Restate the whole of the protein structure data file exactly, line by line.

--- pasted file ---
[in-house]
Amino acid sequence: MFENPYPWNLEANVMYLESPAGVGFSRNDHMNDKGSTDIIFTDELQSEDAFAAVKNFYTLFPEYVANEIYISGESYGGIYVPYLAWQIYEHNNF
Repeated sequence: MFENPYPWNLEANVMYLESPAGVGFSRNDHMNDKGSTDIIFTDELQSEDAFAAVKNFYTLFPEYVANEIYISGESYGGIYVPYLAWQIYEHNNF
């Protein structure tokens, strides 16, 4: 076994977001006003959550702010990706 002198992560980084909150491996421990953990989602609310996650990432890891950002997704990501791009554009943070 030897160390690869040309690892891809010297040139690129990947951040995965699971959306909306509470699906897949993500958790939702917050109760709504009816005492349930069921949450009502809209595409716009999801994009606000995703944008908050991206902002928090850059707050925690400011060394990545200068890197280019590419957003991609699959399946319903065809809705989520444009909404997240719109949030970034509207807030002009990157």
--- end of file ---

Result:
[in-house]
Amino acid sequence: MFENPYPWNLEANVMYLESPAGVGFSRNDHMNDKGSTDIIFTDELQSEDAFAAVKNFYTLFPEYVANEIYISGESYGGIYVPYLAWQIYEHNNF
Repeated sequence: MFENPYPWNLEANVMYLESPAGVGFSRNDHMNDKGSTDIIFTDELQSEDAFAAVKNFYTLFPEYVANEIYISGESYGGIYVPYLAWQIYEHNNF
């Protein structure tokens, strides 16, 4: 076994977001006003959550702010990706 002198992560980084909150491996421990953990989602609310996650990432890891950002997704990501791009554009943070 030897160390690869040309690892891809010297040139690129990947951040995965699971959306909306509470699906897949993500958790939702917050109760709504009816005492349930069921949450009502809209595409716009999801994009606000995703944008908050991206902002928090850059707050925690400011060394990545200068890197280019590419957003991609699959399946319903065809809705989520444009909404997240719109949030970034509207807030002009990157």